At work yesterday, one of my fifth graders approached me and asked “who do you think will win the AL East?” I attempted to cop out and said either the Red Sox or the Yankees, but he was having none of it. He pressed for a definite answer. After much hemming and hawing, I settled on the Red Sox. He furrowed his brow, nodded appreciatively, and then lingered expectantly. Suddenly it occurred to me that the boy was not interested in my infinite wisdom or renowned augury. Instead, he had asked the question of me so that I would ask it of him in return – a habit that does not always disappear with the dawning of adulthood. I conceded. “Who you you think will win it?” His eyes lit up. “The Blue Jays!” he declared with total certainty. Mission accomplished.
The Toronto Blue Jays have been surprisingly good so far in the young season. Their 18-9 record is the best in the American League, and third baseball-wide behind the St. Louis Cardinals and the Los Angeles Dodgers. By itself, this is a nice little story. What has given the story national legs, however, has been the teams beneath the Blue Jays in the standings: the Boston Red Sox, the New York Yankees, and the Tampa Bay Rays. The Blue Jays weren’t supposed to be competitive, given the divisional competition. Yet they currently reside atop the toughest division in Major League Baseball, providing a contrarian position for literally dozens of fifth graders across the country.
Unfortunately for the Blue Jays, their early success is unsustainable. This is obvious to some degree; the Blue Jays are winning two-thirds of their games, which extrapolates out to 108 wins. That isn’t happening, because it hardly ever happens to any team. Even so, the reason for what will be fleeting superiority is an offense that is performing at an incredibly high level. Torrid starts from seven hitters constitute almost the entire reason for the Blue Jays’ success. When these bats cool off – and they will – Toronto will begin its gradual slide down the AL East standings.
The Blue Jays are getting tremendous offensive production out of their middle infield. Second baseman Aaron Hill is absolutely unconscious, posting a .361/.403/.563 line in 129 plate appearances. Hill has always been a talented player, and there’s no reason why we shouldn’t be seeing some real improvement during his age-27 season. And make no mistake about it, some of his improvement has been real. His .385 BABIP will come down, but it won’t free-fall because he’s hitting more line drives. His walk and strikeout rates remain consistent with his career norms, so it would appear that he’s making the same amount of contact as he always has, but it’s just of better quality. As a result, we’ve probably seen the last of the .280/.330/.400 Aaron Hill for a while. This current level of production, however, has no choice but to decline to a good but no longer otherworldly baseline.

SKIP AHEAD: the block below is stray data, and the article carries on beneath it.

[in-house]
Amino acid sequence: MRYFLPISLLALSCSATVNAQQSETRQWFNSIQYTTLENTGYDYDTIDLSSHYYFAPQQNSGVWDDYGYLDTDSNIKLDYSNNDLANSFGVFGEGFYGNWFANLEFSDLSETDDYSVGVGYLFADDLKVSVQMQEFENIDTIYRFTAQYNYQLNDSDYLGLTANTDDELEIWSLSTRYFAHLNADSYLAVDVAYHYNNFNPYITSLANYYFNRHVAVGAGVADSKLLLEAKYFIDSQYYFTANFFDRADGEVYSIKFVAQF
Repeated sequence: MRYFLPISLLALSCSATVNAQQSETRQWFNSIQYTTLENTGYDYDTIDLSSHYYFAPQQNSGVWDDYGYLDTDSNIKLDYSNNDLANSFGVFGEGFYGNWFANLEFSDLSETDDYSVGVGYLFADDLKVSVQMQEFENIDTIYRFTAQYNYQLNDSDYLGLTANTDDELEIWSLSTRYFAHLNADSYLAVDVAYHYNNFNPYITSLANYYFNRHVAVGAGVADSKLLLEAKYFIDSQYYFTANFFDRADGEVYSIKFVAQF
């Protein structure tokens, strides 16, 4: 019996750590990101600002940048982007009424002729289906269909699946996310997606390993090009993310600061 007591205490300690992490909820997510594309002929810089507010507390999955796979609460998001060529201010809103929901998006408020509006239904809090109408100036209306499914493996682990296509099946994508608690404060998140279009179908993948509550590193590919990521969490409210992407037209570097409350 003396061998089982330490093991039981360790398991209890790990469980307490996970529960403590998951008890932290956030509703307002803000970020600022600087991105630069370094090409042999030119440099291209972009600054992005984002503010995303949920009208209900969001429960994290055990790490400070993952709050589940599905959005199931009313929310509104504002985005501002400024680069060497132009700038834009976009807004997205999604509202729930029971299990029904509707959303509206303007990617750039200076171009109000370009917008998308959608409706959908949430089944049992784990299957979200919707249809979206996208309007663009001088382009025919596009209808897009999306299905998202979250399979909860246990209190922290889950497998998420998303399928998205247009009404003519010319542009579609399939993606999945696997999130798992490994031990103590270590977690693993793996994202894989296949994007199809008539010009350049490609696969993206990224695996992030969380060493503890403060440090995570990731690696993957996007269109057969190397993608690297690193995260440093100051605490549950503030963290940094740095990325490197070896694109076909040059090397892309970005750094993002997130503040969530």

Hill’s double-play partner Marco Scutaro is also overachieving. The 33-year-old shortstop is hitting .267/.406/.475 in the 2009 season. Scutaro’s underlying hitting statistics are an interesting inverse of Hill’s. Hill’s production can be attributed to making better – but not necessarily more frequent – contact with the ball. Scutaro, on the other hand, is actually hitting fewer line drives than ever before in his career. But he currently boasts a career-best walk rate, which makes sense given the difference between his batting average and his on-base percentage. Were Scutaro the same age as Hill, we could attribute his performance to making real improvements to his approach. Scutaro isn’t the same age though, and his underlying statistics indicate nothing more than a brief spike in walks and homers that will shortly dissipate.
Outfielder and designated hitter Adam Lind can also be counted amongst the Blue Jays’ hot hitters. Lind, 25, is raking to the tune of .311/.398/.534 in 118 plate appearances. Possessing a strong minor league pedigree and approaching his prime, Lind is the only other Blue Jays hitter whose improvement is real instead of illusory. He’s hitting line drives with regularity and walking quite a bit. Like virtually every Blue Jays hitter, Lind’s current performance will be nearly impossible to sustain. But a .300/.370/.500 season isn’t out of the question.
The remaining portion of offensive overachievement comes directly from Rod Barajas, Lyle Overbay, Jose Bautista, and Kevin Millar. These four players have contributed some 250 plate appearances of abnormally potent offense, which is sure to decline in the coming weeks. Barajas, 33, has a .333/.356/.519 line this season. He’s never done anything remotely close to that before, and at his age, is incredibly unlikely to do so henceforth. Overbay, 32, has actually performed at his current .239/.381/.463 before in his career. I suspect his batting average with improve and his on-base percentage will decline as the season progresses, making him only a mild overachiever right now. Bautista, 28, is simply playing way over his head; you need to look no further than his current .464 OBP. His decline will be precipitous. Lastly, the 37-year-old Kevin Millar has posted a .341/.383/.523 line. Millar was once a good player and may well have a league-average season. For now, he is just another Blue Jays hitter whose performance has nowhere to go but down.
The Blue Jays’ amazing start is certainly a great story, particularly given the universal condemnation of the team to fourth place in the division. Their prosperity, however, has been tied solely to their unsustainably productive offense. Once their bats cool off, the team will have a much tougher time scoring runs for a pitching staff that is currently decimated by injuries. Then their slide to 80 wins begins.